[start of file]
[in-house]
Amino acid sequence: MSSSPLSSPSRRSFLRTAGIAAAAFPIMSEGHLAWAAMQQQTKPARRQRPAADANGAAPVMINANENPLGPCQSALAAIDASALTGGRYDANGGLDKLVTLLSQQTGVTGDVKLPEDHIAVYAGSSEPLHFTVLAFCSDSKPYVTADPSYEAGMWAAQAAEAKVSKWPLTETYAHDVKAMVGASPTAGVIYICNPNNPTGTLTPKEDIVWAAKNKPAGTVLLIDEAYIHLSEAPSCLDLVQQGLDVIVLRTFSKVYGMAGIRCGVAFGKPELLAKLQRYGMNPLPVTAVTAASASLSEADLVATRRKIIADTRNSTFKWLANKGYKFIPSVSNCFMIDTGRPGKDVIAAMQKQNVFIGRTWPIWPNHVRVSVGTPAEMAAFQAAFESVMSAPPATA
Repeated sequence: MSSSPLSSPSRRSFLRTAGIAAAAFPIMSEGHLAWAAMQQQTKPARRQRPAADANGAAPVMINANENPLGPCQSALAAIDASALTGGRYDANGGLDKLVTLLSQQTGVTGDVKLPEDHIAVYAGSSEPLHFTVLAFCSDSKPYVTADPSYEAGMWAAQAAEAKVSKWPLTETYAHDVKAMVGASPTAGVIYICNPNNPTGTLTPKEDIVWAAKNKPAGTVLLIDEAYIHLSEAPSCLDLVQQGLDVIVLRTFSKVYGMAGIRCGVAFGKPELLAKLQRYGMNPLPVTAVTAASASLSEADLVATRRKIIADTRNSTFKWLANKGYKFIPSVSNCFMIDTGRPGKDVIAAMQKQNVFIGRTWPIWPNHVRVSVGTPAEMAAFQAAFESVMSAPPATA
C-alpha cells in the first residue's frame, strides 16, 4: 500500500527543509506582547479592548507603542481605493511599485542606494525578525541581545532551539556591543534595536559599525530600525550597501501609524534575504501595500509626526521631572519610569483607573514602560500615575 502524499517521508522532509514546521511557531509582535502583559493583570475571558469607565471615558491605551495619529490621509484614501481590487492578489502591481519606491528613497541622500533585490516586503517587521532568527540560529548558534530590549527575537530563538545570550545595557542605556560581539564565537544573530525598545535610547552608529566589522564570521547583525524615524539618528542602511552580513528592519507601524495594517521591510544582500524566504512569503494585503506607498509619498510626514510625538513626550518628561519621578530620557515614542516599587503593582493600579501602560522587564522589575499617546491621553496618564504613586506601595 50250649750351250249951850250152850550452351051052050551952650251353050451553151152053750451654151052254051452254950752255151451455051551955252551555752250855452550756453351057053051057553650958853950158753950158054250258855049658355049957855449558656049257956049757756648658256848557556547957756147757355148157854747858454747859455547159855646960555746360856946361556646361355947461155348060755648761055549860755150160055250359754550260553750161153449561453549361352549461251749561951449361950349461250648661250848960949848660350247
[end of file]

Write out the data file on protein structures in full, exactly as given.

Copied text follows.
[in-house]
Amino acid sequence: MSSSPLSSPSRRSFLRTAGIAAAAFPIMSEGHLAWAAMQQQTKPARRQRPAADANGAAPVMINANENPLGPCQSALAAIDASALTGGRYDANGGLDKLVTLLSQQTGVTGDVKLPEDHIAVYAGSSEPLHFTVLAFCSDSKPYVTADPSYEAGMWAAQAAEAKVSKWPLTETYAHDVKAMVGASPTAGVIYICNPNNPTGTLTPKEDIVWAAKNKPAGTVLLIDEAYIHLSEAPSCLDLVQQGLDVIVLRTFSKVYGMAGIRCGVAFGKPELLAKLQRYGMNPLPVTAVTAASASLSEADLVATRRKIIADTRNSTFKWLANKGYKFIPSVSNCFMIDTGRPGKDVIAAMQKQNVFIGRTWPIWPNHVRVSVGTPAEMAAFQAAFESVMSAPPATA
Repeated sequence: MSSSPLSSPSRRSFLRTAGIAAAAFPIMSEGHLAWAAMQQQTKPARRQRPAADANGAAPVMINANENPLGPCQSALAAIDASALTGGRYDANGGLDKLVTLLSQQTGVTGDVKLPEDHIAVYAGSSEPLHFTVLAFCSDSKPYVTADPSYEAGMWAAQAAEAKVSKWPLTETYAHDVKAMVGASPTAGVIYICNPNNPTGTLTPKEDIVWAAKNKPAGTVLLIDEAYIHLSEAPSCLDLVQQGLDVIVLRTFSKVYGMAGIRCGVAFGKPELLAKLQRYGMNPLPVTAVTAASASLSEADLVATRRKIIADTRNSTFKWLANKGYKFIPSVSNCFMIDTGRPGKDVIAAMQKQNVFIGRTWPIWPNHVRVSVGTPAEMAAFQAAFESVMSAPPATA
C-alpha cells in the first residue's frame, strides 16, 4: 500500500527543509506582547479592548507603542481605493511599485542606494525578525541581545532551539556591543534595536559599525530600525550597501501609524534575504501595500509626526521631572519610569483607573514602560500615575 502524499517521508522532509514546521511557531509582535502583559493583570475571558469607565471615558491605551495619529490621509484614501481590487492578489502591481519606491528613497541622500533585490516586503517587521532568527540560529548558534530590549527575537530563538545570550545595557542605556560581539564565537544573530525598545535610547552608529566589522564570521547583525524615524539618528542602511552580513528592519507601524495594517521591510544582500524566504512569503494585503506607498509619498510626514510625538513626550518628561519621578530620557515614542516599587503593582493600579501602560522587564522589575499617546491621553496618564504613586506601595 50250649750351250249951850250152850550452351051052050551952650251353050451553151152053750451654151052254051452254950752255151451455051551955252551555752250855452550756453351057053051057553650958853950158753950158054250258855049658355049957855449558656049257956049757756648658256848557556547957756147757355148157854747858454747859455547159855646960555746360856946361556646361355947461155348060755648761055549860755150160055250359754550260553750161153449561453549361352549461251749561951449361950349461250648661250848960949848660350247